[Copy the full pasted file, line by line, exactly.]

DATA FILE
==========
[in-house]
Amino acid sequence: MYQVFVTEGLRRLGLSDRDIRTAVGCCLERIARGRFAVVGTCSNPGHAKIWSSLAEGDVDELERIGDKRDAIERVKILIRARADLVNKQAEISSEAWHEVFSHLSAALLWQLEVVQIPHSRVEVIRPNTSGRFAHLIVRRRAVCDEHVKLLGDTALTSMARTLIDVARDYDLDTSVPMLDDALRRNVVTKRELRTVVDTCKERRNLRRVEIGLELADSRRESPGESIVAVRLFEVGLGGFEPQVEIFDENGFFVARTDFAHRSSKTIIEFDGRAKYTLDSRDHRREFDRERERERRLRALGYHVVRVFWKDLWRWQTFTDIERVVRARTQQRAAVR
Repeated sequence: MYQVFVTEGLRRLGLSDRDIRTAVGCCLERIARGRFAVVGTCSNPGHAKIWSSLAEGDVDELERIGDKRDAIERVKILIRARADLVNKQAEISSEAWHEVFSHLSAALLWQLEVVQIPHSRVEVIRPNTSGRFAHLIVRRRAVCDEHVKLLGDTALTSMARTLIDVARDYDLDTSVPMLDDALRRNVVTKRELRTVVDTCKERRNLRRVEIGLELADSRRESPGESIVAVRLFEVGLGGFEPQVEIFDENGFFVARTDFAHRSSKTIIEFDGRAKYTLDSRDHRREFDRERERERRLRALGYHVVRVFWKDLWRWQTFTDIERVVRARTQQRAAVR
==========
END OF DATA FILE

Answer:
[in-house]
Amino acid sequence: MYQVFVTEGLRRLGLSDRDIRTAVGCCLERIARGRFAVVGTCSNPGHAKIWSSLAEGDVDELERIGDKRDAIERVKILIRARADLVNKQAEISSEAWHEVFSHLSAALLWQLEVVQIPHSRVEVIRPNTSGRFAHLIVRRRAVCDEHVKLLGDTALTSMARTLIDVARDYDLDTSVPMLDDALRRNVVTKRELRTVVDTCKERRNLRRVEIGLELADSRRESPGESIVAVRLFEVGLGGFEPQVEIFDENGFFVARTDFAHRSSKTIIEFDGRAKYTLDSRDHRREFDRERERERRLRALGYHVVRVFWKDLWRWQTFTDIERVVRARTQQRAAVR
Repeated sequence: MYQVFVTEGLRRLGLSDRDIRTAVGCCLERIARGRFAVVGTCSNPGHAKIWSSLAEGDVDELERIGDKRDAIERVKILIRARADLVNKQAEISSEAWHEVFSHLSAALLWQLEVVQIPHSRVEVIRPNTSGRFAHLIVRRRAVCDEHVKLLGDTALTSMARTLIDVARDYDLDTSVPMLDDALRRNVVTKRELRTVVDTCKERRNLRRVEIGLELADSRRESPGESIVAVRLFEVGLGGFEPQVEIFDENGFFVARTDFAHRSSKTIIEFDGRAKYTLDSRDHRREFDRERERERRLRALGYHVVRVFWKDLWRWQTFTDIERVVRARTQQRAAVR